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Posts Tagged ‘future email trends’

Red signal on the train Network.I have the rare luxury of finding a seat on the Twickenham to Waterloo train early on a Sunny day in May. To take advantage of this incredible stroke of luck, (did everybody sleep in today?) I’m tinkering on my Dell laptop while two other brusque and slightly portly, important looking business men do the same. A quick survey of my surrounding commuters reveals 7 out of 10 are plugged in to mp3s or iPods, and out of the three remaining, two are chattering very loudly (perhaps causing the others to plug in) and another opposite me is sound asleep, or perhaps dead, I’m not sure. Considerately, I can’t hear the ugly hiss of someone’s tinny Britney album, as everyone has their headphones turned to a respectful level. Only one is reading the Metro, a stark difference to a couple of years back when everyone would bury their heads into the latest breaking news about Big Brother or some other daily digest of brain garbage.

This all got me thinking of how quickly trends come and go, which is topical to my visit to the iMedia Agency summit last week in Brighton. I enjoyed the conference and met some great people, but the prevalence of organisations, start-up or otherwise in the social media sector was particularly eye opening. Obviously it’s no surprise that social media is an engaging topic of discussion, but the number of sector representatives all jockeying for position as the next potential Facebook did seem reminiscent of some kind of bubble akin to the email sector’s early days.

The great news from an email suppliers point of view as there was only one other email supplier at the entire event, which based on the fact that email has become an integral part of any good marketing plan was fantastic but of course, I guess it depends on why this was the case. The truth is that even though email remains one of the most effective marketing channels, of the variety of blue sky businesses which launched into the space 10 years ago, few remain. This is certainly true in context of those suppliers who managed to get through the steep learning curve of delivering sustainable long term email strategies for brands, avoiding the gold rush at the cost of the consumer or brand and only for the benefit of their brow beating investors.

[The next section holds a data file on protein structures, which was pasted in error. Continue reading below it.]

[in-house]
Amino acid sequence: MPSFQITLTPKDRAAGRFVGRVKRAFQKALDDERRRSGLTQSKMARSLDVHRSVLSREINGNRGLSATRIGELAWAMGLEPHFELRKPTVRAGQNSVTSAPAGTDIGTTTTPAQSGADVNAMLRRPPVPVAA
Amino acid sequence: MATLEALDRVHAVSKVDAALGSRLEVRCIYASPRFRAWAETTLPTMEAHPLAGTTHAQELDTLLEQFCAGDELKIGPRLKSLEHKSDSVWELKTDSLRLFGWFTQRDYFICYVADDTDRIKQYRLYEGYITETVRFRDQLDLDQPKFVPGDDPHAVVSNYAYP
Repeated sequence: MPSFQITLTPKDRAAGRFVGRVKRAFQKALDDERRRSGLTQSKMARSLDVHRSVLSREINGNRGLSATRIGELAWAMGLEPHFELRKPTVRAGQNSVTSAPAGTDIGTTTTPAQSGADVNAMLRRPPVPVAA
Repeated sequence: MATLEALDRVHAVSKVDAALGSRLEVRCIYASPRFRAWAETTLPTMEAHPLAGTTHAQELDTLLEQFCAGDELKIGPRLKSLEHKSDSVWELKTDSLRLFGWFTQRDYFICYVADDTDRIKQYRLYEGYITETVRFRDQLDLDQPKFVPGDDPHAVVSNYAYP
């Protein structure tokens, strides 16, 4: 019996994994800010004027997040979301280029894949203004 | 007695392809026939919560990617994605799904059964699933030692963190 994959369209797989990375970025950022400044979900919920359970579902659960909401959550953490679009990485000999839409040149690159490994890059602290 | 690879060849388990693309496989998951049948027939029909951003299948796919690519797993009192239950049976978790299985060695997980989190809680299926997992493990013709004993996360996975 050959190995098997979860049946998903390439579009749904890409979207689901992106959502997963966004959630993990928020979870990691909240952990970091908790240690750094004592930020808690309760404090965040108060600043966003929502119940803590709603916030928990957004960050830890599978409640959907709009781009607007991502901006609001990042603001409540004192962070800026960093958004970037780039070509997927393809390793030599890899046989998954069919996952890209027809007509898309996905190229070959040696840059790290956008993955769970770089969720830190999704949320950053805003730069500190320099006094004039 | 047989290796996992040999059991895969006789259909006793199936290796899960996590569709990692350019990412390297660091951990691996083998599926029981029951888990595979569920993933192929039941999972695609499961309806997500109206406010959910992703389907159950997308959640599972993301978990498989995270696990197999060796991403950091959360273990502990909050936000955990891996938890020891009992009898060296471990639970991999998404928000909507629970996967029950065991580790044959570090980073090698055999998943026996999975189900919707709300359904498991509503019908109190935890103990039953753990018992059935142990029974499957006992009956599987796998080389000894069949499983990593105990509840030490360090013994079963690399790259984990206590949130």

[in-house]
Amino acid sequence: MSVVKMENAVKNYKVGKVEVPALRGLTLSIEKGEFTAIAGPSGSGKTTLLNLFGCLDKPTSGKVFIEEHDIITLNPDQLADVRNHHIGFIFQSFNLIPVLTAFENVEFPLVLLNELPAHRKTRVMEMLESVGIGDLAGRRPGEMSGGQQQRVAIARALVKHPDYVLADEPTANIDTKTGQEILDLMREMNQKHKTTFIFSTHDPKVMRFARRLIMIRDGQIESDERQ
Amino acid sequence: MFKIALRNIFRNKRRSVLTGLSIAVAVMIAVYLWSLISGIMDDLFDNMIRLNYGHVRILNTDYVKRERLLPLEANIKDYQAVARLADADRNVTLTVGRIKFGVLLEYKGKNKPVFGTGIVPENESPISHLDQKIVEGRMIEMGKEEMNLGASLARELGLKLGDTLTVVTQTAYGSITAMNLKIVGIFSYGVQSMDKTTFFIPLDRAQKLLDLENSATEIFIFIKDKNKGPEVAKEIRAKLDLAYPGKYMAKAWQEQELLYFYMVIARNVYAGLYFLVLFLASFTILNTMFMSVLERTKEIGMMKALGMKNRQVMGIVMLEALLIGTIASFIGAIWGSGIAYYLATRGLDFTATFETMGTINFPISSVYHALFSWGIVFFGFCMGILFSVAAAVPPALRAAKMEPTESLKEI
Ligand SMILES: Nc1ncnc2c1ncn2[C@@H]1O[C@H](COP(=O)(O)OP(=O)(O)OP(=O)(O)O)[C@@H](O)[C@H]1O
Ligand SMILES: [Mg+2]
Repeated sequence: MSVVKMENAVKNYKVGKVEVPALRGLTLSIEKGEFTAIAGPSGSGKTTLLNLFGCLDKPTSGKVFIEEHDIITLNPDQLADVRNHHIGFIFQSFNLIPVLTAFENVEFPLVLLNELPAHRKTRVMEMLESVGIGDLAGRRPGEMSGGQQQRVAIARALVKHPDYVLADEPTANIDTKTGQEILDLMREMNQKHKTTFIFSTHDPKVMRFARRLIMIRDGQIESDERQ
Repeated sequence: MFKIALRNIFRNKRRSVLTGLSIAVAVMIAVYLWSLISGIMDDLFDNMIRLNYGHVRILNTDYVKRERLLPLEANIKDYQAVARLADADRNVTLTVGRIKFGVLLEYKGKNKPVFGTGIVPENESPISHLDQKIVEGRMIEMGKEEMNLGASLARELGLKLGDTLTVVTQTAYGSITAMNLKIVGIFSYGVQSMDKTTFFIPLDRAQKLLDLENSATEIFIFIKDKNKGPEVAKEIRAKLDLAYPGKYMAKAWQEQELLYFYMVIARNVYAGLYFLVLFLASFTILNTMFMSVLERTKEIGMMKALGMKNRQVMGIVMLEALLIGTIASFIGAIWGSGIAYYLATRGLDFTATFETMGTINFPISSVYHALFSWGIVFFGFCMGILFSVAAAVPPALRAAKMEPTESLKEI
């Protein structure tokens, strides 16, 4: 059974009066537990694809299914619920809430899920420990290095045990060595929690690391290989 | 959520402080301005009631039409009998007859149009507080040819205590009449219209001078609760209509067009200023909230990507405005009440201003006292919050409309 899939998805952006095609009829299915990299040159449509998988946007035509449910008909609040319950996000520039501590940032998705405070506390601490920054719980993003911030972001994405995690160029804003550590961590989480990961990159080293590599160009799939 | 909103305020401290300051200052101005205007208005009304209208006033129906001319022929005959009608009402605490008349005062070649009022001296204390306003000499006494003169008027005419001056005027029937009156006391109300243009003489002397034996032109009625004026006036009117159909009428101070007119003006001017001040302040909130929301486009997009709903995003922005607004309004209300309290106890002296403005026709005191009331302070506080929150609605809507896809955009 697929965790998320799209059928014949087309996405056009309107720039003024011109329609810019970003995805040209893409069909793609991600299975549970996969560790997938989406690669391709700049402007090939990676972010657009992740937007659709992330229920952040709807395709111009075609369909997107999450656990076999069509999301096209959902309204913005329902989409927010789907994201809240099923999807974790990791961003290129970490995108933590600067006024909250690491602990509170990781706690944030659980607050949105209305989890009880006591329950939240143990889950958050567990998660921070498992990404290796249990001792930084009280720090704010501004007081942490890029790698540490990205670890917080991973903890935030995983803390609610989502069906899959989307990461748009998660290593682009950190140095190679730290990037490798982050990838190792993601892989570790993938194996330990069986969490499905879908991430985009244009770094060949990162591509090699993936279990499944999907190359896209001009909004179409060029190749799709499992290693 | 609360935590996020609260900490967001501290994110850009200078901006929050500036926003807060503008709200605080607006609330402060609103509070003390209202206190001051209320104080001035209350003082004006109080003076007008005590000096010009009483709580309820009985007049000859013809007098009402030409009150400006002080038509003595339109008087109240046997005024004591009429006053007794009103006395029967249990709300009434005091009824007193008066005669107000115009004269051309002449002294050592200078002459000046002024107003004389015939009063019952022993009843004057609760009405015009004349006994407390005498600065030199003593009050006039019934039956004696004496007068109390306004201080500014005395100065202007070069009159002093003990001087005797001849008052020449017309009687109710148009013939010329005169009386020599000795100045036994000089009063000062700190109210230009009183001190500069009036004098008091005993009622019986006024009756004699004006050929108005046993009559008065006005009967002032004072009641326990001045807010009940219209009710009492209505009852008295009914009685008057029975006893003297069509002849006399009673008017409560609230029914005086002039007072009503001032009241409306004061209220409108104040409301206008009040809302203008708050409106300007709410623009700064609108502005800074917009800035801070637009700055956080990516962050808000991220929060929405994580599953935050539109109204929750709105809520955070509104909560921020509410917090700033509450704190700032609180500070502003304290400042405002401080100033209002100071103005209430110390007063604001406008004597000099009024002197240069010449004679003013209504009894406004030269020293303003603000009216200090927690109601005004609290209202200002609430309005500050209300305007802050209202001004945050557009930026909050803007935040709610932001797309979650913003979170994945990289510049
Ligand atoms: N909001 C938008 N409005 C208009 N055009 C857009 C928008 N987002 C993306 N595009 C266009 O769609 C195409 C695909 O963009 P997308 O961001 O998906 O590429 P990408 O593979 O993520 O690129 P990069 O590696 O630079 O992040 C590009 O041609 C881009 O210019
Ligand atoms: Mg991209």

Man walking next to train tracksWhat remains in the marketplace is a group of companies orchestrating healthy competition centred around delivering quality products, services and value to win the commitment of well informed brands who don’t suffer hit and run tactics or the bad practices of those companies who have long since floundered. To this day this presents my biggest obstacle at eCircle; how to re-educate the masses that the bad practice email legacy they may have seen 5 years ago is not the norm and that you can create incredible customer value leading to sustainable profits relatively easily. It’s a rational response if you’ve had your fingers burnt, but with the evolution of common sense in email marketing it’s a ‘throw the baby out with the bath water’ strategy. Rather like saying from now on everyday I’m going to get up at 4am, walk the 13 miles to work in all weathers, because when I used the train last I didn’t get a seat, people had their music on too loudly and the portly man next to me died.

Now where’s the common sense in that?

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As Ferris Bueller urges us, you’ve got to stop and look around once in a while, and as we near the end of the decade I’m feeling introspective. I’m also rather seasonally affected and in need of cheering up, what with the disgraceful weather, pasty skin, a near biblical attachment to my duvet and a torpid mental state despite the supposed Last Big Push at work as another sales year hurtles to a close.

So I’m pausing to take stock of email marketing at the turn of the ‘Teens’ decade. In the time-honoured tradition of men’s magazines, it’s taking the form of Top 10’s. All sorts of ‘decade’ lists are appearing right now: defining events (9/11, Afghanistan, Iraq, Tsunami, Obama, Lehmans…), technological advances (Facebook, iPhone, Wii…), the NME’s top albums (The Strokes Is This It was numero uno)….